"One nation under God." So goes the 1954 addition to the Pledge of Allegiance. It was an addition made at the height of McCarthyism, the height of a moral panic that American values were being eroded somehow and that the only way for America to survive was with a hard lean into Christianity as a bedrock of morality. The new film from Antonio Campos takes aim at this move back toward Christian fundamentalism and splits it wide open. Far from being the thing that saved and protected America, Evangelical Christianity only caused more harm.
The town of Knockemstiff, Ohio is the type of place where small businesses prosper, where your childhood friend is also your local cop, where the congregation of church is the entire community, where everybody knows your name. But Knockemstiff isn’t the little American Eden it might seem to be. In the two decades following the second world war, Young Arvin Russell sees nothing but corruption and moral decay everywhere he looks and, determined to stake his claim to a little slice of peace, he must resist the seemingly inevitable doom woven into every aspect of the town and prevent his adopted sister from falling prey to the religious zeal of the town's charismatic new pastor.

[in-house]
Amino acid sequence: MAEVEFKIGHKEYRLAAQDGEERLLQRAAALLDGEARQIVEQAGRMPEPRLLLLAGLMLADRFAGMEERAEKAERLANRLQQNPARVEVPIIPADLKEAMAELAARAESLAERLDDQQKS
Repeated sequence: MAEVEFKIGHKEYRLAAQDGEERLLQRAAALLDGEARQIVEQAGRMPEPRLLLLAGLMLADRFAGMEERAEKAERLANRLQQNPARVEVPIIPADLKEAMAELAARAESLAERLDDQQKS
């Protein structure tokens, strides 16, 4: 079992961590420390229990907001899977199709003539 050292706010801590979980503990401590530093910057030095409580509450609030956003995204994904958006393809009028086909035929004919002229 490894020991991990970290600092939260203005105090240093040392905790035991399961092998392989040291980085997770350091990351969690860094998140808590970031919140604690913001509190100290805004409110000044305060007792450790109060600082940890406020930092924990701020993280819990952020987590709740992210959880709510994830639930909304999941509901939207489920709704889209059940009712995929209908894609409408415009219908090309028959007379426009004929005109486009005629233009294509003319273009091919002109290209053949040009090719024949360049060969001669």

Each moment of happiness slowly crumbles before finally being punctuated by tragedy and horror.
The Devil All the Time is adapted from the book of the same name by Donald Ray Pollock (who also acts as narrator for the film’s sometimes-effective framing technique). What the film takes from the book, and conveys unflinchingly, is the inextricable binding of brutal violence to the idyll of small- town America and to the values that are held up as its virtues. The artificial divisions of plot lines in the novel are removed for a more contiguous plot - though that does mean we’re treated to several “x years later/earlier” captions which verges on being a little messy. Before long, however, the film settles down a little to focus on a key tension between the agnostic and pragmatic Arvin (played by Tom Holland) and the manipulative cynical religiosity of Reverend Preston Teagardin (Robert Pattinson).
Antionio and Paulo Campos’s script filters Pollock’s source novel to take aim squarely at the piety of Evangelical Christianity and its antithetical obsession with punishment, torture and death; how acts of brutality are sanctified, how that portrayal of holiness as suffering echoes down through generations and how that mix of flagellism and credulousness is the bedrock of American society. Campos has a track record of dealing with mental and emotional trauma through his films. Firstly, Afterschool, about the damaging impact of phone camera culture, and Christine, following the final days of Christine Chubbuck, the newsreader who committed suicide on air. The same persistent ominous tone permeates every scene of his latest work. Each moment of happiness slowly crumbles before finally being punctuated by tragedy and horror.
The shifting perspectives and narration employed by the film provide the impression of it being a